We’ve become blessed, or even overwhelmed, with so many choices in foods these days, that its no wonder everyone is a “foodie” or critical of the food around us. Once we get past the food fads like “low-fat, fat-free, Atkins-friendly” people like chefs and cooks in the food service industry really start to become creative. I recognize that there is now a gluten-free society, and I am not sure if its legit or if its just due to an allergy to genetically modified foods (GMOs). I honestly have not done enough research to judge at this point. What I can judge is a chef’s “creativity” based on nothing more than hiking the price of a pizza and making it half the size and calling it hand crafted “artisan” pizza. Artisan, hand-crafted, local, farm-raised are all marketing terms (even on a small local level) that really mean nothing. Yes, local and small can be the largest farm in your state, or the smallest across the country (which is local in that county). Food still has to be prepared by hand in restaurants even if it comes from a can or package. And, unless you have been a pizza maker for 3 generations and/or that is the only thing you’ve done all your life, its just a buzz word or advertising phrase. Yes, you have to pay your dues and it does not mean owning a brick oven and coming up with a fancy pizza that no one else in town has.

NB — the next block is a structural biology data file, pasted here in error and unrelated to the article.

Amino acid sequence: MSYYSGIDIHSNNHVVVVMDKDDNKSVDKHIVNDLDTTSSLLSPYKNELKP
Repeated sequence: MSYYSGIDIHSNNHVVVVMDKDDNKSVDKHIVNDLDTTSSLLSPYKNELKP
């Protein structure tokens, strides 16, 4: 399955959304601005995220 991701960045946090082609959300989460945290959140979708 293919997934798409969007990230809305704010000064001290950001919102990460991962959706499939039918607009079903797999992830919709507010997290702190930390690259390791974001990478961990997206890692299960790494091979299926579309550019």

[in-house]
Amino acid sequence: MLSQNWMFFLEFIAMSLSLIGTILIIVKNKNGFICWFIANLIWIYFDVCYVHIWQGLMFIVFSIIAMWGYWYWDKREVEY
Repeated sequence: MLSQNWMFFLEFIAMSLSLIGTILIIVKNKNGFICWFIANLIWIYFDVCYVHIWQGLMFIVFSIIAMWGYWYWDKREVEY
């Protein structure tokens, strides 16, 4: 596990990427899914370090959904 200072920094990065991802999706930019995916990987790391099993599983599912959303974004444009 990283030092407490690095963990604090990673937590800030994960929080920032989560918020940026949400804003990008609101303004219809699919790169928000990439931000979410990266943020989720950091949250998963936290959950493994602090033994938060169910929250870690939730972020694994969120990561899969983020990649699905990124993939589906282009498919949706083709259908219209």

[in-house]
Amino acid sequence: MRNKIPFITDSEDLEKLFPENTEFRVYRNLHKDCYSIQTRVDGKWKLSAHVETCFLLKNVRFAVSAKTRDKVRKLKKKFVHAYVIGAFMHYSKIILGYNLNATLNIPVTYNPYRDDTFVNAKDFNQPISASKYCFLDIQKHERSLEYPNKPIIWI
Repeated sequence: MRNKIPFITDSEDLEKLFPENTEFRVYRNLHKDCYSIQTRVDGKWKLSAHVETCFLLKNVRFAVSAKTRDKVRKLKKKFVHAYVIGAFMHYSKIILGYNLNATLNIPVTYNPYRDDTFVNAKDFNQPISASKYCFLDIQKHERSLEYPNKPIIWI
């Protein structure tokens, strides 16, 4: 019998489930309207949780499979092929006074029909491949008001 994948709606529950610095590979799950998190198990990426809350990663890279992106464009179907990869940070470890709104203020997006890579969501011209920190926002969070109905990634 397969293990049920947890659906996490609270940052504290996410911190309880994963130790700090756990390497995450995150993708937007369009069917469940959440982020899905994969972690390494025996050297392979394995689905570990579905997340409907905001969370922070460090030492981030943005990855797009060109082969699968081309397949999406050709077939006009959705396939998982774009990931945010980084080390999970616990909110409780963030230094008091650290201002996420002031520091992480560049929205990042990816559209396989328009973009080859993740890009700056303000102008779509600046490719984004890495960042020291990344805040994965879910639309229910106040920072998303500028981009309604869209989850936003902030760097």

Enter the Duck Pizza. It is a brick-oven pizza with duck confit (duck leg braised in duck fat for several hours), roasted parsnip, baby arugula, leeks and fontina cheese. I won’t get into all the things I just don’t get, can’t understand, refuse to understand, or even understand but do not like. But let me describe this pizza to you: Shredded duck with a dominant taste of duck obviously, but not much else other than gamey. But, duck is like that, so we look to the next flavor element; leeks. I really did not taste the leeks at all, I saw them in there, but they were in the melted fontina, which is slightly bitter in taste, so the leeks lost to the cheese; the bitterness of the fontina cheese (creamy) was lost to the bitterness of the arugula which is a leafy vegetable; the roasted parsnips (which are a lot like carrots in taste) added a bit of sweetness; last, but certainly not least, everything that makes a pizza, is the dough and crust. This had that great brick oven taste, but with each bite you were anxious to get through awkward medley of sweet, bitter and savory flavors of a flavor combination that clearly was not working, to get to the thick brick oven crust which would have been fine on its own with no toppings to spoil it.